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Saving For College
- Section 529 Plan Basics
By Bernard T. Garrah, Jr., ChFC, CLU

There are numerous vehicles available to save for college education and choosing one can be very difficult. The best one is a matter of opinion, but one of the most popular is the Section 529 plan.

The Section 529 advantages include tax deferral, high contribution limits, no income restrictions, asset control, potential state income tax deduction (each state determines if this is available), tax free withdrawals when used for higher education expenses, and have special gifting rules (check your specific state tax rules regarding the tax benefits of the 529 Plan).

When 529 plans are used for higher education expenses, those withdrawals are exempt from both federal and state taxes. A qualified expense includes tuition, room and board, books and supplies.

The tax-free nature of the withdrawals is due to the Tax Relief Act of 2001, but be aware that it currently has a sunset provision, which is set to expire December 31, 2010.

Not all types of investments are available for 529 savings plans. One popular design is predetermined investment programs based on the beneficiaries age. These programs change their allocation as the beneficiary becomes older.

For example, a beneficiary born in 1990 could have as much as 90% of their portfolio in bonds or cash, while a beneficiary born in 2004 could have as much as 90% in equities.

If your child does not go to college and you have saved into a 529 plan, don't worry you still have options. Since you have asset control, you can change the beneficiary at any time to a family member of the current beneficiary. A family member includes a parent, grandparent, children, siblings, grandchildren, nieces, nephews, first cousins, steps of any of the above, in-laws of any of the above, and legally adopted.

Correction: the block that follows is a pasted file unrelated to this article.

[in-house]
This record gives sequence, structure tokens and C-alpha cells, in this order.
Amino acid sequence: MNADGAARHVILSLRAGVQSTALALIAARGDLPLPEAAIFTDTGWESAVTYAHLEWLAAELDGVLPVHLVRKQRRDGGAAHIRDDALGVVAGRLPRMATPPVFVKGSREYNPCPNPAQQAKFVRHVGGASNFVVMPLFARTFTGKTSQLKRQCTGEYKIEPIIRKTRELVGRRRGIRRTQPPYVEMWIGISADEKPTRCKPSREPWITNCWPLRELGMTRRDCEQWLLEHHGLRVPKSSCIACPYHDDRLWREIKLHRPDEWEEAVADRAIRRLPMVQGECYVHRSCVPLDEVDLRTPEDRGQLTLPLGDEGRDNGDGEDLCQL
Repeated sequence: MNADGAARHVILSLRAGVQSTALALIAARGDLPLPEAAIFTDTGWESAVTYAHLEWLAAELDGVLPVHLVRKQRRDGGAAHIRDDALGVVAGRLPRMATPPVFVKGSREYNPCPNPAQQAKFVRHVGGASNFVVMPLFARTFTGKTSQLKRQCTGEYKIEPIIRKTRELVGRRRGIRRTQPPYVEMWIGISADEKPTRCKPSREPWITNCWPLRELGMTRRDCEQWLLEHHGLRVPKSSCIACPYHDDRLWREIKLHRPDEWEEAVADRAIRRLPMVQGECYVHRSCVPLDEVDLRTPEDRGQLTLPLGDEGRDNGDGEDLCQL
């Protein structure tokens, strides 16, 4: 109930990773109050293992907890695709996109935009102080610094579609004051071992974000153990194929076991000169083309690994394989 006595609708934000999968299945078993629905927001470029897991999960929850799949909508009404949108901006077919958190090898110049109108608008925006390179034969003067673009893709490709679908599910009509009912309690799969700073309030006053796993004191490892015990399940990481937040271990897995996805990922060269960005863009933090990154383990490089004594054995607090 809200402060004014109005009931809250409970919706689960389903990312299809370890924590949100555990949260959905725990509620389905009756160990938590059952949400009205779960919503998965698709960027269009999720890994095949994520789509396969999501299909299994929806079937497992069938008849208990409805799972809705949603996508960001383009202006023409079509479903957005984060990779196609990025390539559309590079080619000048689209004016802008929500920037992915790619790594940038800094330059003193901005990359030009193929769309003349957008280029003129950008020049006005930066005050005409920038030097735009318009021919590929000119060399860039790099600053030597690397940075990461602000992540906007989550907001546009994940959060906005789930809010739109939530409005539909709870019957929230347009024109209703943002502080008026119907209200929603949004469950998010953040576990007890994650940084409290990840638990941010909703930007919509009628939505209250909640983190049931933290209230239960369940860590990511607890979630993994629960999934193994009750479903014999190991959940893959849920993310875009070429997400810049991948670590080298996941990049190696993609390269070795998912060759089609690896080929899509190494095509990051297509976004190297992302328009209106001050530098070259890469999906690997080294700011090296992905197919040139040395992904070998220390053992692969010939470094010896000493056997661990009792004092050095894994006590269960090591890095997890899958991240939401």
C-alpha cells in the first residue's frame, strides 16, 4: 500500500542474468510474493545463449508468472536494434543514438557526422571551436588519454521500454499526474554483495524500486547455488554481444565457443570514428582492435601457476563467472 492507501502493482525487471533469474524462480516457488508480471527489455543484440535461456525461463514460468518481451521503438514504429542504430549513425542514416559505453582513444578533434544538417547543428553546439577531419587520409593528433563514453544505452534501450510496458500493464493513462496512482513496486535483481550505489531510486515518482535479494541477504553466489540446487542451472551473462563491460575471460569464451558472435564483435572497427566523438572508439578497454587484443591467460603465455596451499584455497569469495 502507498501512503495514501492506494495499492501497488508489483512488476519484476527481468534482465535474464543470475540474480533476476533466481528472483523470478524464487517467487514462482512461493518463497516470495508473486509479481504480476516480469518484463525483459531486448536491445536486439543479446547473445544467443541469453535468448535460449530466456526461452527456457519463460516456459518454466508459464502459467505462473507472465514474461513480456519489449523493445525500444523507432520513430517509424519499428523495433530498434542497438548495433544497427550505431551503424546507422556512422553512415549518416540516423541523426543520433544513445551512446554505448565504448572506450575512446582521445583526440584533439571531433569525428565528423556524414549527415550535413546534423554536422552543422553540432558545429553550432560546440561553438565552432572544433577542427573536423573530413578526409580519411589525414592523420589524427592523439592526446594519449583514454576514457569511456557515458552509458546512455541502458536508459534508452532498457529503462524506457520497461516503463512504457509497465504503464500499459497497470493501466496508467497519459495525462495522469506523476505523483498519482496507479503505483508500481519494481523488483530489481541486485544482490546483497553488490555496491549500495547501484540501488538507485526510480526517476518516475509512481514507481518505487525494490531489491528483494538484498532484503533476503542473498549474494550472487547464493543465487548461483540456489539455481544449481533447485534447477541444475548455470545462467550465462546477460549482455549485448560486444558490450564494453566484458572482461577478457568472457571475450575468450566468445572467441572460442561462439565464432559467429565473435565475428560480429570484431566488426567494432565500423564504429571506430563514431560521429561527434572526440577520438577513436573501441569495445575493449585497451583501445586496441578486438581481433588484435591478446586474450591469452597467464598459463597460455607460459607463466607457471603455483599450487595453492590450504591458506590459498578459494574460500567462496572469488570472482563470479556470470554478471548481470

You can even change the beneficiary to yourself if you so desire. If none of these are an option, you can withdraw the money and the earnings portion of the withdrawal will be taxed as ordinary income, plus a 10% federal penalty and any additional state penalties on those same earnings.

Since the task of determining how much to save, where to save and how to invest can be tricky, I recommend you consult an investment professional. They can help you weed through all your options and help determine if a 529 plan is right for you!

Bernard T. Garrah, Jr., ChFC, CLU, is a Financial Services Professional for Skylight Financial Group in Cleveland. He is a member of the Estate Planning Council and serves on the board of the Cleveland Society of Financial Service Professionals. He is also a member of the Cleveland Association of Insurance and Financial Advisors. Bernie can be reached at 216.592.7360 or bgarrah@finsvcs.com.


Reprinted with permission of The Cleveland Women's Journal



Cleveland Women's Journal





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